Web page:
i discovered a prepper thread on consuming expired crackers when i took to the internet after joe and i each ate a 37-year-old saltine from a tin i bought for my birthday a few years ago. it's pretty great.
Now: I expected them to be Stale in some way, shape or form. But what I got was a *real* surprise.


"I tasted one (of the crackers) and let me tell you that 44-year-old crackers don't taste so good," Weinshall* said."It tasted like cardboard."


When the SHTF, I'm hoping my canned Mountain House crackers are tasty with my canned butter!


Canned crackers will out last a cockroach, I've eaten old C & K ration crackers 30-40 years old and they were still good.


I've had very good success with Ginger cookies. These are only $1.00 a bag a the Dollar Store, and I've been canning them in mason canning jars with a oxygen absorber and a rice packet (moisture). Then this summer I opened up one that'd been canned a little over two years ago and I've got to tell you (everyone agreed!!!) that canning it somehow made it taste BETTER. Those were the best cookies I think I've ever had.

in unrelated news, my friend V noted as we priced inventory at ye olde charity bookstore cafe yesterday afternoon that a bright pink shrink-wrapped volume was called "don't behead the concubines" (in german). should we have unwrapped it to figure out what it was? nah, we decided. we then spoke of unwieldy compound german words—i've long been fascinated with vergangenheitsbew√§ltigung, or coming to terms with the past—and V talked about how she and her partner would mutter strange phrases at each other when they ran their cinema in the british virgin islands, because the locals found the sound of their speech delightful. she rolled out one of her favorite semi-onomatopoeic tongue-twisters, konstantinopolitanischer dudelsackpfeifemachergeselle; it means "person from istanbul who's apprenticed to a man who makes bagpipes." (i begged her to write it down for me.)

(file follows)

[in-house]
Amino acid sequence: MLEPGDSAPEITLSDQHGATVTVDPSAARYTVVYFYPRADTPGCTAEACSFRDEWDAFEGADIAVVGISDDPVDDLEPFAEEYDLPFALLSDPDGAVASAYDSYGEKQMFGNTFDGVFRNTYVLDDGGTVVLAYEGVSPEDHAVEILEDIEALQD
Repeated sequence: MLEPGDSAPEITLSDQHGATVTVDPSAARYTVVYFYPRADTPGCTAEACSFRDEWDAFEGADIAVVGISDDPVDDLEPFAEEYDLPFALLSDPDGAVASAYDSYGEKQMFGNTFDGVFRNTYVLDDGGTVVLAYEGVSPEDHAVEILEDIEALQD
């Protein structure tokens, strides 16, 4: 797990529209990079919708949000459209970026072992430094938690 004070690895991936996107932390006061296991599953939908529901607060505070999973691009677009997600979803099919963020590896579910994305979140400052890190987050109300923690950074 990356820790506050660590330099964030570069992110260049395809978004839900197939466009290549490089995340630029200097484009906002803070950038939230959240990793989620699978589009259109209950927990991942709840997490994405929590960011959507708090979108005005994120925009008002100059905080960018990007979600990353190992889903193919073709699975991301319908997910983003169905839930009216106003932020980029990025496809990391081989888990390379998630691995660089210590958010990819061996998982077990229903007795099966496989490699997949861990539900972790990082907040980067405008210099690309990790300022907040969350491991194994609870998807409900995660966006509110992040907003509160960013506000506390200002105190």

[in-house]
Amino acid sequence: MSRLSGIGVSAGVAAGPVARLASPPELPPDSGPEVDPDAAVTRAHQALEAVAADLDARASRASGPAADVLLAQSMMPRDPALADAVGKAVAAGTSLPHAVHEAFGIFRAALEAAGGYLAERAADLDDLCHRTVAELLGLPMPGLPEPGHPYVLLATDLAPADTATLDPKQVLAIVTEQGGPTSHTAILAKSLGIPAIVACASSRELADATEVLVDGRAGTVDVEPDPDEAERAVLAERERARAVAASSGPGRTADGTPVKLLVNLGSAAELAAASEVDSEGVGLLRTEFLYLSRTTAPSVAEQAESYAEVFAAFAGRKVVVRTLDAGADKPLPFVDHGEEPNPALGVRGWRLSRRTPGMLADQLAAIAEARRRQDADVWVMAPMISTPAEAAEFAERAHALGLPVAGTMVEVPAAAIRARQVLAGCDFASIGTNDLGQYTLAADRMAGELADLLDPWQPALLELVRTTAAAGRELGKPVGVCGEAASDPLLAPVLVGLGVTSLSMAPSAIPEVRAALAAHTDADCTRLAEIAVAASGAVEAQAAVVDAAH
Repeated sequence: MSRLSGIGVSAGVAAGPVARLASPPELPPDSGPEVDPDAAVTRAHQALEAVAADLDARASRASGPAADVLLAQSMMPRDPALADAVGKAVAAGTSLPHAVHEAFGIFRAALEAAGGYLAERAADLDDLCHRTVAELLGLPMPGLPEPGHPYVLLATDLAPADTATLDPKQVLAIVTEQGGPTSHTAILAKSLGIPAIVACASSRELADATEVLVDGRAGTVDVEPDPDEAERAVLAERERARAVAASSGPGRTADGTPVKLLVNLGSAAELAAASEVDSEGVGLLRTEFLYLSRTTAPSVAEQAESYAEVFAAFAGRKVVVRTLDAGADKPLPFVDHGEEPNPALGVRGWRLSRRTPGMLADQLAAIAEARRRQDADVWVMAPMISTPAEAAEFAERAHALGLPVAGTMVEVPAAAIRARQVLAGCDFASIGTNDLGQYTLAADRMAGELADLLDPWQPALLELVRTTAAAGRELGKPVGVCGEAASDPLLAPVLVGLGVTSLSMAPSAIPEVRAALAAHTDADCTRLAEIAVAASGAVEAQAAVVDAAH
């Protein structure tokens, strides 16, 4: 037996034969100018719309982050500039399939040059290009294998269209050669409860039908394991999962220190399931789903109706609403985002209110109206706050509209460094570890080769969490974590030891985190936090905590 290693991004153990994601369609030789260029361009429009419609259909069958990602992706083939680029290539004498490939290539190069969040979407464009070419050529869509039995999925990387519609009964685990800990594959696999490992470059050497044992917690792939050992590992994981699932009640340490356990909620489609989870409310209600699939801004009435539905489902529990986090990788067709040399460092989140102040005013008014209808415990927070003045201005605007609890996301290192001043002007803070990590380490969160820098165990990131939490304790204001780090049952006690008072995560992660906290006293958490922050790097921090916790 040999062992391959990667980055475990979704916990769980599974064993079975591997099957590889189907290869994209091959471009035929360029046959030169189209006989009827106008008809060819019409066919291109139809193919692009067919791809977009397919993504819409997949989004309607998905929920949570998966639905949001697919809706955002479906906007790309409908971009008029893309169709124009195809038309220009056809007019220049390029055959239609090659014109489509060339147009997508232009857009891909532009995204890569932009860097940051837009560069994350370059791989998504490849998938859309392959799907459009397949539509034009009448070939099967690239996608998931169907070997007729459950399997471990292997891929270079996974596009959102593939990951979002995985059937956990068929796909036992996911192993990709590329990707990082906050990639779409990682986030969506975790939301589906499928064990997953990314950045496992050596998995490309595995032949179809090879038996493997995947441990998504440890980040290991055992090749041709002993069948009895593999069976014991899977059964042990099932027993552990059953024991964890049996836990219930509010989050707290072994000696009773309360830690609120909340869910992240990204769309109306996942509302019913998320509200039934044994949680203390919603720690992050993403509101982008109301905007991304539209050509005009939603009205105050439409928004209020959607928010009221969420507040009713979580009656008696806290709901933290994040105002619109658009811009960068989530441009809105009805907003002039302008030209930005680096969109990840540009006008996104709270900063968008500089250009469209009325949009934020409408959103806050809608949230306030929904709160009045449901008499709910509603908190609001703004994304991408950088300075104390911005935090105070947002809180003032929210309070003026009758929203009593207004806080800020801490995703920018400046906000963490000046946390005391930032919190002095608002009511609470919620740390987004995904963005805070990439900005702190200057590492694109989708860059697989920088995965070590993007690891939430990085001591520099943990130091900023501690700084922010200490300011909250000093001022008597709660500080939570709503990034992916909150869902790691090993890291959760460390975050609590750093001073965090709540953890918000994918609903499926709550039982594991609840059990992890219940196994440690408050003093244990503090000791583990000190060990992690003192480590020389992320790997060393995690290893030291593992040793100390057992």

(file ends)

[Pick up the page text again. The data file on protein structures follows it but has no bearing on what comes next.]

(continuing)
speaking of german, we are going to the opera on tuesday; we shall see tannhäuser. i have never been to the opera, and though our friend kevin, arranger of and companion on the opera adventure, assures us that extreme fanciness is not compulsory, i am making my hair extra-purple at this very moment in preparation; i plan to wear a black lace proenza schouler dress i found at the thrift store two doors down from ye olde charity bookstore cafe and a '50s black velvet wrap coat i found on our road trip to pittsburgh. the man who sold it to me is somewhat infamous on yelp for being prickly to his customers, but he and i were old pals as soon as i complimented him on his signed morrissey poster; we traded stories about show cancellations and mozzer's heart-shaped sweat patches. probably most people can manage a heart-shaped sweat patch with proper provocation.

*she survived, and is now helming the new york public library. onward! upward!

1 comment:

LPC said...

Your dress sounds wonderful, opera audiences aren't as fancy as I'd like (I'd prefer everyone in sweeping trains), and my father believes that only german and baroque operas even count.

I just realized I so missed your study guides that I wrote answers to one myself.